By John N. Mitchell
PHILADELPHIA — There is a growing movement in education in schools across Philadelphia to prioritize restorative justice over more punitive forms of punishment.
On Tuesday, in a first-of-its-kind hearing, at least a dozen students who participate in the Philadelphia Community Youth Court had the opportunity to tell state lawmakers about the successes they had seen as a result of the program.
“I’ve witnessed first-hand how beneficial and effective the program is,” said Central High School junior Nailah Phillips. “My experience with the youth court has motivated me to strongly believe that the number of youth courts should be increased in Pennsylvania.”
The hearing was organized by the Pennsylvania Legislative Black Caucus and the House Democratic Policy Committee.
Founded at Imhotep Charter High School in 2012 by Francine Daniels, the PCYC’s mission is to work with students and the community to cut off the school-to-prison pipeline. The organization has eight youth courts across the city.
About 100 students participate, filling the roles of judge, bailiff, jurors and youth advocates, Daniels said. They are trained in standard courtroom procedures for several months before they can participate, and they must maintain an A or B average to be in the program. About 40 students are waiting to be trained, she said.
Students who violate school disciplinary policies or commit other minor infractions stand trial before a court of their peers, admit their guilt, and the student judges and jurors determine what their sentence will be. Sentencing focuses on restorative measures, such as community service.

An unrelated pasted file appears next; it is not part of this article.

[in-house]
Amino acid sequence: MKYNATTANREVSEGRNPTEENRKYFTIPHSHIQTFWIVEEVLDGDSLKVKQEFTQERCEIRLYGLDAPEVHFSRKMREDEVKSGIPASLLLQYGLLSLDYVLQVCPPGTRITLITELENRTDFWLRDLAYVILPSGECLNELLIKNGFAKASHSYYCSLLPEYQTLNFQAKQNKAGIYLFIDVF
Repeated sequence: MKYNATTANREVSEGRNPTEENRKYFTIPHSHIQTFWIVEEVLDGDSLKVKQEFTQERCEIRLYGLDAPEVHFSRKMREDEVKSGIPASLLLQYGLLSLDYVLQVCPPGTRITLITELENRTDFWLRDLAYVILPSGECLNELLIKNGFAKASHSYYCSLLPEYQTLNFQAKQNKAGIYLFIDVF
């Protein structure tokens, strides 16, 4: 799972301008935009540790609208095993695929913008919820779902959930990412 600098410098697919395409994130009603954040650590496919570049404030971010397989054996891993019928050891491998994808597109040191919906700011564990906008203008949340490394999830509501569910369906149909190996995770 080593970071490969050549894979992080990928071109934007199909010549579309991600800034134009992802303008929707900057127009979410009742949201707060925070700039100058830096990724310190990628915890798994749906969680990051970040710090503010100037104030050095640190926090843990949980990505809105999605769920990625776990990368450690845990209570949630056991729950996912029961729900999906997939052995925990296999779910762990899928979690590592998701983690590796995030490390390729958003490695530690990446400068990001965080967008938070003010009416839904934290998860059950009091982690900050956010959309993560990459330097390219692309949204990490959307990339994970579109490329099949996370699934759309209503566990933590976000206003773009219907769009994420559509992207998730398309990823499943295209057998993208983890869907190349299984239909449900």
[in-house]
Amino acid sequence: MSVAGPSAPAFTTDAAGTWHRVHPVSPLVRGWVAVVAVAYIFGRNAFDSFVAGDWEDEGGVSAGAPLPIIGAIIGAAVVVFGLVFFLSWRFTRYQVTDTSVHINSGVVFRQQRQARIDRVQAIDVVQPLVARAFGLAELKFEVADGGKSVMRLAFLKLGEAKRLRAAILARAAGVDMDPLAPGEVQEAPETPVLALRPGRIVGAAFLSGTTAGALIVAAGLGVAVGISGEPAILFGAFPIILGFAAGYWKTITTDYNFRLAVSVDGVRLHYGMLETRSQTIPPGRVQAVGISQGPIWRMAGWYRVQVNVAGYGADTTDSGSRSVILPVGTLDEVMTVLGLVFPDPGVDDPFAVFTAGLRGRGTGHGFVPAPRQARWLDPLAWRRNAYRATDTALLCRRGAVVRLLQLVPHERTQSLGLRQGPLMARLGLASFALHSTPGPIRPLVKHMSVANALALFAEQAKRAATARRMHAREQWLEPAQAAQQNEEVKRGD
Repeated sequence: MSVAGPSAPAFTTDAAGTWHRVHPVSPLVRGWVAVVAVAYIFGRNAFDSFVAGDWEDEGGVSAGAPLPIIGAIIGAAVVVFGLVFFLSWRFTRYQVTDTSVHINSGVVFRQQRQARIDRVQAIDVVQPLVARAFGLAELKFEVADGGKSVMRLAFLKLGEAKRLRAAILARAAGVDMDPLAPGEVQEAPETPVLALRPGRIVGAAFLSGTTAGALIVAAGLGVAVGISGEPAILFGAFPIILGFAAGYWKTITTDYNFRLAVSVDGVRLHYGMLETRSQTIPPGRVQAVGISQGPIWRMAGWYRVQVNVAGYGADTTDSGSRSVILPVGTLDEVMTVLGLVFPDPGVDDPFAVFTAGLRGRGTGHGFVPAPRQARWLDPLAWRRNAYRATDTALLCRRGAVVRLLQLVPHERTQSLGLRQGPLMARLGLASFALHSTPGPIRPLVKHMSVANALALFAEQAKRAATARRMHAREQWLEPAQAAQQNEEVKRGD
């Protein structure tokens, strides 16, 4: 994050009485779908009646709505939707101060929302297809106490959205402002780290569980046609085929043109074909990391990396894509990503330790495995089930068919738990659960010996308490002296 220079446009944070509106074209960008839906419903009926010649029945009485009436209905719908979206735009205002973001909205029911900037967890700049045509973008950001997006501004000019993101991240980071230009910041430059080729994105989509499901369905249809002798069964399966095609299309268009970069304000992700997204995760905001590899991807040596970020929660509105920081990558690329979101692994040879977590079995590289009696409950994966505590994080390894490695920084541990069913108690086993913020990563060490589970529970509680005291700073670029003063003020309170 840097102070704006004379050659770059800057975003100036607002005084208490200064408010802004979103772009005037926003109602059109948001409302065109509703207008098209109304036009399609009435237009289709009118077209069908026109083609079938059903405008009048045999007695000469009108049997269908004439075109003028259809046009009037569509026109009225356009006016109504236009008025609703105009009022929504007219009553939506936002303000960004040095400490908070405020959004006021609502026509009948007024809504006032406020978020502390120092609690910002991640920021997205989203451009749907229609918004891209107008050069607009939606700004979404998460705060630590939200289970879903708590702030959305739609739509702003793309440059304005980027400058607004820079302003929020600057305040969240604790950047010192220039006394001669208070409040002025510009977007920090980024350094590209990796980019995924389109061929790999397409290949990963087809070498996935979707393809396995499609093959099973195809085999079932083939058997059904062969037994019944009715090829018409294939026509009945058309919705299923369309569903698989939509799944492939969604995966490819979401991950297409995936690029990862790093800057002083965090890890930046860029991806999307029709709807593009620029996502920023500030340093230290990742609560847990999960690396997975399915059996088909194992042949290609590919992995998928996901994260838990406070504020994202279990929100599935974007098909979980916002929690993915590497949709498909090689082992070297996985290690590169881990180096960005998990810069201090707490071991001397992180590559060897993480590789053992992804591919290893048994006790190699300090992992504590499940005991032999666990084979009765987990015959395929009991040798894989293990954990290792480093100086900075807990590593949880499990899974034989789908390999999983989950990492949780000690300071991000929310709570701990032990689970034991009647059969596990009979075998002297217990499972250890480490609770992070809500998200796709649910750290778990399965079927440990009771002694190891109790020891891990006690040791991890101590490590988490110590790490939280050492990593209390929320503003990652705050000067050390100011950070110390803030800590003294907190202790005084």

Each court costs approximately $50,000 to operate. Daniels says the program is mostly self-funded with a “few contributors.”
The program has been “tremendously successful” at Universal Institute Charter School since it was implemented in the 2017-18 school year, Principal Jeffrey Williams said.
“No, it is non-punitive,” Williams said.” But the students are given the opportunity to repair whatever damage they have done. They repair the hurt they have caused and there is so much power coming from that. It’s a powerful form of juvenile justice reform to have someone really understand what they have done, that they’ve caused pain, but that they can make amends for it.”
Williams told the story of a standout student who was found to have had a knife in his possession during a random school search. The school’s existing code of conduct would have resulted in expulsion and possibly a criminal record.
However, during a PCYC hearing, it was brought out that the student was suffering from post-traumatic stress disorder because he had been robbed weeks earlier. The student lived with his single mother and younger siblings. He slept with a knife for protection out of fear that another robbery might occur. The student played saxophone and was active in his church.
“The restorative actions in this case included professional support for his PTSD and volunteering at a local nursing home where he played music for the residents,” said Williams, adding that the student graduated and continued to play at the nursing home long after it was mandatory.
Williams said his school had 160 student suspensions in the 2016-17 school year. The number of suspensions dropped to 90 in the 2017-18 school year (the first year of the program), and down to 60 in the 2018-19 school year.
State Rep. Stephen Kinsey, D-Philadelphia, who chairs the Legislative Black Caucus, said the idea to have the students testify on Tuesday came out of a conversation he had with Daniels at a local supermarket about a month ago.
“They are at the heart of the situation,” he said. “They know what is going on. They know exactly what feeds the school-to-prison pipeline. So it just makes great sense to give them a role in this.”
John N. Mitchell is a reporter for The Philadelphia Tribune, where this story first appeared.